Yale was a poor place to send single young women at that time when there were ten men to every woman, and the young Americans seemed to like Canadian girls especially. Anyway, I succumbed to one and had to go through the excruciating experience of visiting Mrs. Taylor, of the W.M.S. when she was attending meetings in New York, and confess that I had become engaged and would not be going to Japan. She was most kind and understanding. She also proved very helpful when the marriage broke up six years later.
In the meantime, I had gone to North Carolina as a minister’s wife, borne a son and grown up in a hurry. In retrospect, I think I would not have changed that period of my life! When I returned to Canada with my four year old son, I was, of course, no longer a member of the Deaconess Order (married women were excluded in those days, disjoined from the Order when married) and suspected that I would not be acceptable in church work because of my questionable marital status. However, the church surprised me again, and I was taken on staff at the Atlantic Christian Training Centre in Tatamagouche, N.S.
The four years there, first as secretary, then as Program Staff Associate, were the best possible ‘continuing education’ and ‘in service training’ I could possibly have had. Those were the early years of the Centres, when we had five month long winter courses and short courses in leadership training and congregational development programs summer, spring and fall. It was an exciting and productive time!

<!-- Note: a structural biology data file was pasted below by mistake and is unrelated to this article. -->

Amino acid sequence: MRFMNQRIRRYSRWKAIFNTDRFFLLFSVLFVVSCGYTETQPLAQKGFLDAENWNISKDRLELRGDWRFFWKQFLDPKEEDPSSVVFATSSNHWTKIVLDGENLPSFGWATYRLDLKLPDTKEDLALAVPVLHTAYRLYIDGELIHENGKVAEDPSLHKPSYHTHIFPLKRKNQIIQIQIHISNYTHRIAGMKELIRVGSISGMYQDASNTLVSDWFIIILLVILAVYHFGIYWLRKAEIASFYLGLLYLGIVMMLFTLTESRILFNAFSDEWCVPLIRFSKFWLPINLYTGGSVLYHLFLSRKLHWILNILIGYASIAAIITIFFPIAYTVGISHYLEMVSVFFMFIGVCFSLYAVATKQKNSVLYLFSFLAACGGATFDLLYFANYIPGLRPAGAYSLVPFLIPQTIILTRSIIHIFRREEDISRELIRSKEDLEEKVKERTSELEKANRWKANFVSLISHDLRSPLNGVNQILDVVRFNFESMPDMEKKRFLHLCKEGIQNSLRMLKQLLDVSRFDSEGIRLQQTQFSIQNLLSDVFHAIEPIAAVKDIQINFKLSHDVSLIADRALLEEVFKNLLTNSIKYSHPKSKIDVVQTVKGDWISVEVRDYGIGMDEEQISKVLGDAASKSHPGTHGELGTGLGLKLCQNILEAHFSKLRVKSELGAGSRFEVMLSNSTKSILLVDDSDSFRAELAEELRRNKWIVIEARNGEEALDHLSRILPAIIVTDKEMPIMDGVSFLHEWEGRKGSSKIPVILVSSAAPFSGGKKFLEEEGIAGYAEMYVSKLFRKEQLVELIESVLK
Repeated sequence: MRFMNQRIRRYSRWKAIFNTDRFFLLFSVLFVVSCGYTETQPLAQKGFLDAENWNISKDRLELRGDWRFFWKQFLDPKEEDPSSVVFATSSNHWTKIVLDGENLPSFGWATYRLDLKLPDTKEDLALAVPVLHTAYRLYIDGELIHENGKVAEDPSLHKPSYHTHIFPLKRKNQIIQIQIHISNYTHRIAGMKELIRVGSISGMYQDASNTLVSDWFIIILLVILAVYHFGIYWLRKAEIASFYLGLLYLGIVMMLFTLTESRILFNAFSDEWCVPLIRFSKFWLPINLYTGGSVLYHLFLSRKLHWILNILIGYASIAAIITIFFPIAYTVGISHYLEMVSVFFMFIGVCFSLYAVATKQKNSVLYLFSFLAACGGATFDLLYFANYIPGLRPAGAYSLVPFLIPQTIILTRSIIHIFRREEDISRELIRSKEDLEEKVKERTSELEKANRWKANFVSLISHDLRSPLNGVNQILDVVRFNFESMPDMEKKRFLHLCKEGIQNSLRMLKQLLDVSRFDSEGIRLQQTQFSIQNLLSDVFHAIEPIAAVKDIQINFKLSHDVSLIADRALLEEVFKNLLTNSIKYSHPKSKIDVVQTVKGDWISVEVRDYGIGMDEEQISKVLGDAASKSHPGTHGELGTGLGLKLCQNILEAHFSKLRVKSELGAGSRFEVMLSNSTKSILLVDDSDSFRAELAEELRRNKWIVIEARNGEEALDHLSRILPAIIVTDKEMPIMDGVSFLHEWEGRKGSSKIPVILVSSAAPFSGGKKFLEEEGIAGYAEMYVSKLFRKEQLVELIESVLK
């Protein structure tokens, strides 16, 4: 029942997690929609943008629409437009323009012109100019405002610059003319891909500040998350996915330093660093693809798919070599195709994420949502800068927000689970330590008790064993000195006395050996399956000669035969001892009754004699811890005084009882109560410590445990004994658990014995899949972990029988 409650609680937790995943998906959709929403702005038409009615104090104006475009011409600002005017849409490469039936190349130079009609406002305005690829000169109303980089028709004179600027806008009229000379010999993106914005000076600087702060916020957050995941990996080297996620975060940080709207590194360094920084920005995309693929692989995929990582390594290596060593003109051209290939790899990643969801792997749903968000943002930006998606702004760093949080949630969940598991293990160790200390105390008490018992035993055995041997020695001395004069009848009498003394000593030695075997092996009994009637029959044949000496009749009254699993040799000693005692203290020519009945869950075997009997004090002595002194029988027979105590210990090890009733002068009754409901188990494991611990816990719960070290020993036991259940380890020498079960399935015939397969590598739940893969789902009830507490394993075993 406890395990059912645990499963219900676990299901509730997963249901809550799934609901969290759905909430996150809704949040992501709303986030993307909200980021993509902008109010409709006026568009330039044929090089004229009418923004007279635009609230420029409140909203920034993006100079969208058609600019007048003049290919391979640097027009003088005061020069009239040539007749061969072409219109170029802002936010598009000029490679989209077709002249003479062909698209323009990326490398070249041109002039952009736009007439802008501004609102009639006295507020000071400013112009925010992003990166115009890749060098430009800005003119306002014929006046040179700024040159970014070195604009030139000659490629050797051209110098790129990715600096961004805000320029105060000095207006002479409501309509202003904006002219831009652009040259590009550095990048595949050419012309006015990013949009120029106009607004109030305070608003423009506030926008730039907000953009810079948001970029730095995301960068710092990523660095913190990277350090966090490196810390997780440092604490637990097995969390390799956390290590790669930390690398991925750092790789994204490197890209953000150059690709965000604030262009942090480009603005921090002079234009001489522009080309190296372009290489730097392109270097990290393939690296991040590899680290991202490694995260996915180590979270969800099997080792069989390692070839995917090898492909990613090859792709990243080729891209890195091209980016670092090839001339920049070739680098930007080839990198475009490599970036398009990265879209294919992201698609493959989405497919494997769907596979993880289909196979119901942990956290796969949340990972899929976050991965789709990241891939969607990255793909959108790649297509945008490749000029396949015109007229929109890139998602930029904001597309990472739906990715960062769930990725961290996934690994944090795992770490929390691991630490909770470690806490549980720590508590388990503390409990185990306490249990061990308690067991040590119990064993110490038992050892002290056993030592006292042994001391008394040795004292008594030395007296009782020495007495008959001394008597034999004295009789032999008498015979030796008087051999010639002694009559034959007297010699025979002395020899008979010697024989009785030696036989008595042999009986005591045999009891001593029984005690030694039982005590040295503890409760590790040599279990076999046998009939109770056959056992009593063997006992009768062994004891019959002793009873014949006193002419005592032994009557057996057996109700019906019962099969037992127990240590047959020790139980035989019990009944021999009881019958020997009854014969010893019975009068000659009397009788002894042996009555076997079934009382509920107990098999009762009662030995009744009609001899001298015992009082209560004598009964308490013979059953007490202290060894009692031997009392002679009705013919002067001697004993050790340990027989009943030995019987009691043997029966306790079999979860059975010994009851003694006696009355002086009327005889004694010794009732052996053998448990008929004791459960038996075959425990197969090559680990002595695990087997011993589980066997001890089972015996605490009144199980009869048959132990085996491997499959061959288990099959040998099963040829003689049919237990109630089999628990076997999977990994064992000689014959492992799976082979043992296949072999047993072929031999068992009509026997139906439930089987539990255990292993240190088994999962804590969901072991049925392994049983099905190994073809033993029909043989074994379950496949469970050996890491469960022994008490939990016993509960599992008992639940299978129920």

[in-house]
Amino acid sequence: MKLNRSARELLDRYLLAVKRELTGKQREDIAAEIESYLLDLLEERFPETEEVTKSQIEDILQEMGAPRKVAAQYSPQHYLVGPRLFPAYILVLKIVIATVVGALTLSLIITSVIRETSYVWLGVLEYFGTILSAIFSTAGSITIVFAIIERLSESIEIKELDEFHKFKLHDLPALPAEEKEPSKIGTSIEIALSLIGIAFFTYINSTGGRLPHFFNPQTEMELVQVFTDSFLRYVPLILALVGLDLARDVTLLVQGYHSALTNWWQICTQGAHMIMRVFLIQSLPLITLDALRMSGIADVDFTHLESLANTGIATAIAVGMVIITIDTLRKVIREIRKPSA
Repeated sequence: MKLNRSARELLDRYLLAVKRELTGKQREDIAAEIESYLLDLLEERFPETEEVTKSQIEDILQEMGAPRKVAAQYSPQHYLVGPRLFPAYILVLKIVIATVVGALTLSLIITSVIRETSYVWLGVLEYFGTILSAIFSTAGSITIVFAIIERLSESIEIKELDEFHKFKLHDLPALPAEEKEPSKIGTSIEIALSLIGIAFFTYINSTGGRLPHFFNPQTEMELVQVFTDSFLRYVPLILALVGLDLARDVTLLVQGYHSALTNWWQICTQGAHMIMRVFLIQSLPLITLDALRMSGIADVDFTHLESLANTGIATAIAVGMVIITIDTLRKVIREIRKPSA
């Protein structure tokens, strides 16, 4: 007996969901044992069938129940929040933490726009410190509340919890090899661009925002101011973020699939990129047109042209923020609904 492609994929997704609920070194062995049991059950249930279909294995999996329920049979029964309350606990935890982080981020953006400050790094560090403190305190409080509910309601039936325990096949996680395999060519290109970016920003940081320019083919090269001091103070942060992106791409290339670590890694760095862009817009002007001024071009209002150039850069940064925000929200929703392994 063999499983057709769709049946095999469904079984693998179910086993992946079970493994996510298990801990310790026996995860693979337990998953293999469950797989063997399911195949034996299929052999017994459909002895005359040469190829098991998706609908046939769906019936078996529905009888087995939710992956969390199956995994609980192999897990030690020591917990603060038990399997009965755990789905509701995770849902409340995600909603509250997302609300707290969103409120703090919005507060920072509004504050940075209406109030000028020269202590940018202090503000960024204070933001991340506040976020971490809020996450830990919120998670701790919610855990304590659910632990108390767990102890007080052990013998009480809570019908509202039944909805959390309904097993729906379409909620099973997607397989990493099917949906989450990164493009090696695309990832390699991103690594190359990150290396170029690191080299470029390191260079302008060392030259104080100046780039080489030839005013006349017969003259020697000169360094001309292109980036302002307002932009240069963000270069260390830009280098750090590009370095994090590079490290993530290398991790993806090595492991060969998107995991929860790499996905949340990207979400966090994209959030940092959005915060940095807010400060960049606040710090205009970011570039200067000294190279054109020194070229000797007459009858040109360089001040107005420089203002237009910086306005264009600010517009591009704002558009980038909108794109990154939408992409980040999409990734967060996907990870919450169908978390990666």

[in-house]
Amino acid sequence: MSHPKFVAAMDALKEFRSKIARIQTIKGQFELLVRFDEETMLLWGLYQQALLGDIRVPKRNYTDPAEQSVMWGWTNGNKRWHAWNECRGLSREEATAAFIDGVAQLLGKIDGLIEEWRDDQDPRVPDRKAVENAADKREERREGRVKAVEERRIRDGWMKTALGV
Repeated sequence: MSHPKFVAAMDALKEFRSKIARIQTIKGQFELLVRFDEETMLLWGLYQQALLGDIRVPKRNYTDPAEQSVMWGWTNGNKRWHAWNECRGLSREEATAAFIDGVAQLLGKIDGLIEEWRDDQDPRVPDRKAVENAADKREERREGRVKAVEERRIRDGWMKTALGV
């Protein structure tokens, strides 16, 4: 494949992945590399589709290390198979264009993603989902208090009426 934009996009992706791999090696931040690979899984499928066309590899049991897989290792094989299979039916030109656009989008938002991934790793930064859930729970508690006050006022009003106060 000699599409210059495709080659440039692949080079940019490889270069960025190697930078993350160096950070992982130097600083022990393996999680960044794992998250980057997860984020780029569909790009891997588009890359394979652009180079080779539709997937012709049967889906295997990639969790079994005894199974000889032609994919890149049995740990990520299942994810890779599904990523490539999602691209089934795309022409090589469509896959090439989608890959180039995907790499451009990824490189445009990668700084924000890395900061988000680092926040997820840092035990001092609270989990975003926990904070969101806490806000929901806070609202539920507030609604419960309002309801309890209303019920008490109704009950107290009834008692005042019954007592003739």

I have long been of the opinion that it is an advantage for anyone in professional ministry to have experience in work outside the church environment. Except for the lack of portable pensions, I still think that periodically ministers should engage in non-Church supported occupations. Thus for the next five years, I spent three years as Program Secretary in Y.M./Y.W.C.A. and two years teaching English and History in a High School.
Then I was nominated to a position in the Board of Colleges (later the Division of Ministry Personnel and Education) of the national church. The nomination was a real surprise to me, and my permission had not been requested; but after the various interviews, it seemed like both a challenge and an opportunity, and I received the appointment in 1965, just after completion of my Bachelor of Education degree from the University of New Brunswick.
Those were years of change in the national church; our name was changed five time during my ten years there. But it was a great experience in colleagueship both within the National Office and with the people and courts of the church right across the country. I covet such an experience for every member of the Order of Ministry, and for many lay people. But of course, there aren’t that many jobs available, however, there would be more frequent opportunities if there were a time limit.to Order of Ministry positions in the national church. I firmly believe that ten years should be the limit, and when my ten years approached I submitted my resignation.